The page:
QAVideos (2) – Add Custom Model and ORM to Node.js

(updated: 20170318)
This is part 2 in a series to build QAVideos. QAVideos is a Question and Answer application that uses videos instead of text. Think of QAVideos as StackOverflow meets Youtube. QAVideos will use LoopBack, API Connect, Open API Initiative (OAI formerly Swagger.io), OpenWhisk, Object Storage.

In part 1 ‘QAVideos (Part 1), Adding User Management to Node.js with API Connect‘, I showed how to add User Management to a Node.js app using API Connect.
In this part 2, I will add a custom data model, i.e. a Video model and use ORM to persist data to a PostGreSQL database.
Part 3 (to be updated) is found here, which adds model extensions and uses Open API Initiative (formerly Swagger) support.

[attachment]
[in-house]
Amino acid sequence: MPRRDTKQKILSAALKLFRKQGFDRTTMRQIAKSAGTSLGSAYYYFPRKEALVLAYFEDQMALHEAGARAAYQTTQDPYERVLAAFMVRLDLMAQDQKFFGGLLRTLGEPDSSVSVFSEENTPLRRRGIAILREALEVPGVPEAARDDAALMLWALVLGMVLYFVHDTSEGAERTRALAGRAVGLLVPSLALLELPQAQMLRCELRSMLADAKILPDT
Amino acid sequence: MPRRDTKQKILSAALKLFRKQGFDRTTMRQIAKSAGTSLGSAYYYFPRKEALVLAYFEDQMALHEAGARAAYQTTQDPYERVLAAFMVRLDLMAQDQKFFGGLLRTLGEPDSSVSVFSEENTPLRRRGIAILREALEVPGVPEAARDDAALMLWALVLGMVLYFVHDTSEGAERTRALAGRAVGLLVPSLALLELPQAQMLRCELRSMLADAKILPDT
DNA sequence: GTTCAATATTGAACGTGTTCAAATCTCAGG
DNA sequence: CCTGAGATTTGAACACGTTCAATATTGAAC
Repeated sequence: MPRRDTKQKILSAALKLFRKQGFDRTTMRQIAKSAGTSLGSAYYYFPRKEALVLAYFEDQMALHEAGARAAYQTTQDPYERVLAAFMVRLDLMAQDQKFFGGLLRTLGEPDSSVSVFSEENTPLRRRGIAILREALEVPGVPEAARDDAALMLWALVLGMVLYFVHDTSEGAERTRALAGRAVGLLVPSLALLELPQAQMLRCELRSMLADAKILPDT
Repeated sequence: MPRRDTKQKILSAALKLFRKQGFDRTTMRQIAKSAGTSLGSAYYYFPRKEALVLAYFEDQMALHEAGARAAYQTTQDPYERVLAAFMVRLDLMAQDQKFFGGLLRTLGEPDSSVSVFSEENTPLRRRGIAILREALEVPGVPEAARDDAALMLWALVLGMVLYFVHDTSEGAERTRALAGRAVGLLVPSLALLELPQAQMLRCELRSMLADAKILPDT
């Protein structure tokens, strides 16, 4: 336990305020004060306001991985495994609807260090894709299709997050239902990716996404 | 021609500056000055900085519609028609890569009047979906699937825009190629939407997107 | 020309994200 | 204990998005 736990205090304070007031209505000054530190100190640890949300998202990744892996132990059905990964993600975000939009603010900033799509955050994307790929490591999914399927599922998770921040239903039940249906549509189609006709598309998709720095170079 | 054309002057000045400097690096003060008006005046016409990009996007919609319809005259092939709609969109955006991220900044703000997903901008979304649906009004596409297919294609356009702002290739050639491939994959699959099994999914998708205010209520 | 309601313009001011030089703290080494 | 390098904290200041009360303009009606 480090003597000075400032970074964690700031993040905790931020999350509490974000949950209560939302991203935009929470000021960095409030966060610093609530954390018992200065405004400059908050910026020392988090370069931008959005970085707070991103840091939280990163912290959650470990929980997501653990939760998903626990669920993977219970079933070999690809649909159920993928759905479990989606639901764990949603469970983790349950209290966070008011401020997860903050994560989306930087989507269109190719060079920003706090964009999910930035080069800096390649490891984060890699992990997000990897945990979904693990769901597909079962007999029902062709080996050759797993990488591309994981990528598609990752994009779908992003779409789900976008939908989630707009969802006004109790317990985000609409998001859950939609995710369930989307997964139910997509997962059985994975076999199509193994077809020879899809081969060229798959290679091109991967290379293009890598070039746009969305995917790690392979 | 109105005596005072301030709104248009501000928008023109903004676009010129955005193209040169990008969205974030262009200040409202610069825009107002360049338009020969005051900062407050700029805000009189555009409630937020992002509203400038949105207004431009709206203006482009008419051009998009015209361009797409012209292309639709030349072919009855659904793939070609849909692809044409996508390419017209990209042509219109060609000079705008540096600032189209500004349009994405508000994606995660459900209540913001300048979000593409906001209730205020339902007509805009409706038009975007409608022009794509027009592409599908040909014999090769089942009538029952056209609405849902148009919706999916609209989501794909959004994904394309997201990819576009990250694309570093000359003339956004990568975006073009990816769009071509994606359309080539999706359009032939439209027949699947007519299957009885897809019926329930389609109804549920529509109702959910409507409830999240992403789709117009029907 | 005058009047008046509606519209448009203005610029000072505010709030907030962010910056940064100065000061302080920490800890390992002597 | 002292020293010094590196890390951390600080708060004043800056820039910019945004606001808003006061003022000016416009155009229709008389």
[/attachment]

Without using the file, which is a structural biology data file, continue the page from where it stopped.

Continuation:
Source code for QAVideos is released per part via https://github.com/remkohdev/qavideos/releases.

Requirements

  • Install Node.js and npm,
  • Install API Connect.
  • Check if the ‘apic’ tool is installed, by running ‘apic -v’ from the commandline. If not installed, follow the installation instructions, here.
  • Get the source code for part 1 of this tutorial and follow the installation instructions for QAVideos Release v1.0.0. First clone the repository, then make sure you fetch all the remote tags to your local repository, and then checkout the v1.0.0 tag.
    git clone https://github.com/remkohdev/qavideos.git
    git fetch --all --tags --prune
    git checkout tags/v1.0.0

Table of Contents

  1. Create Data Model
  2. Define Relation
  3. Adding ACL
  4. Add Video Functionality
  5. Add Data Source

1. Create Data Model